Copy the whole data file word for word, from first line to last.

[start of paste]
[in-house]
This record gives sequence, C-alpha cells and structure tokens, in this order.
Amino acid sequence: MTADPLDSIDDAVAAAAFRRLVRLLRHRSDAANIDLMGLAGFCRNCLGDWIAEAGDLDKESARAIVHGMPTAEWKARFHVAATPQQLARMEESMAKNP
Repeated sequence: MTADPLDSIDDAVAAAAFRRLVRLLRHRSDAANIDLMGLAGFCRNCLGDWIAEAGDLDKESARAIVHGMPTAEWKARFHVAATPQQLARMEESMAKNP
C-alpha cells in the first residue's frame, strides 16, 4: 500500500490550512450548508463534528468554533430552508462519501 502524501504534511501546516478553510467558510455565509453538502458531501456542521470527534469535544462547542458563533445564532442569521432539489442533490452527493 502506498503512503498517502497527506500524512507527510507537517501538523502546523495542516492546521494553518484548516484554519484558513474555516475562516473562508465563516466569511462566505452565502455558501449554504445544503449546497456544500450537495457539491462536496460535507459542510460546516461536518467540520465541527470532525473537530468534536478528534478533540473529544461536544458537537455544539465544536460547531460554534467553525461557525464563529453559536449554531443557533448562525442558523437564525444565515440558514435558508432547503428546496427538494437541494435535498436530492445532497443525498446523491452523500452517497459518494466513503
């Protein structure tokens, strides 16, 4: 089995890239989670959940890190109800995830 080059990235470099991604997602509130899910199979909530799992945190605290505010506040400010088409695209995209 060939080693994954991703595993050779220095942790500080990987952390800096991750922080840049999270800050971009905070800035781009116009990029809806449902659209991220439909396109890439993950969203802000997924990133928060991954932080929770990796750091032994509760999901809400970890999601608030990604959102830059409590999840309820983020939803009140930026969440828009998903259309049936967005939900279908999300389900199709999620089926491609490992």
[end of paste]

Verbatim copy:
[in-house]
This record gives sequence, C-alpha cells and structure tokens, in this order.
Amino acid sequence: MTADPLDSIDDAVAAAAFRRLVRLLRHRSDAANIDLMGLAGFCRNCLGDWIAEAGDLDKESARAIVHGMPTAEWKARFHVAATPQQLARMEESMAKNP
Repeated sequence: MTADPLDSIDDAVAAAAFRRLVRLLRHRSDAANIDLMGLAGFCRNCLGDWIAEAGDLDKESARAIVHGMPTAEWKARFHVAATPQQLARMEESMAKNP
C-alpha cells in the first residue's frame, strides 16, 4: 500500500490550512450548508463534528468554533430552508462519501 502524501504534511501546516478553510467558510455565509453538502458531501456542521470527534469535544462547542458563533445564532442569521432539489442533490452527493 502506498503512503498517502497527506500524512507527510507537517501538523502546523495542516492546521494553518484548516484554519484558513474555516475562516473562508465563516466569511462566505452565502455558501449554504445544503449546497456544500450537495457539491462536496460535507459542510460546516461536518467540520465541527470532525473537530468534536478528534478533540473529544461536544458537537455544539465544536460547531460554534467553525461557525464563529453559536449554531443557533448562525442558523437564525444565515440558514435558508432547503428546496427538494437541494435535498436530492445532497443525498446523491452523500452517497459518494466513503
């Protein structure tokens, strides 16, 4: 089995890239989670959940890190109800995830 080059990235470099991604997602509130899910199979909530799992945190605290505010506040400010088409695209995209 060939080693994954991703595993050779220095942790500080990987952390800096991750922080840049999270800050971009905070800035781009116009990029809806449902659209991220439909396109890439993950969203802000997924990133928060991954932080929770990796750091032994509760999901809400970890999601608030990604959102830059409590999840309820983020939803009140930026969440828009998903259309049936967005939900279908999300389900199709999620089926491609490992």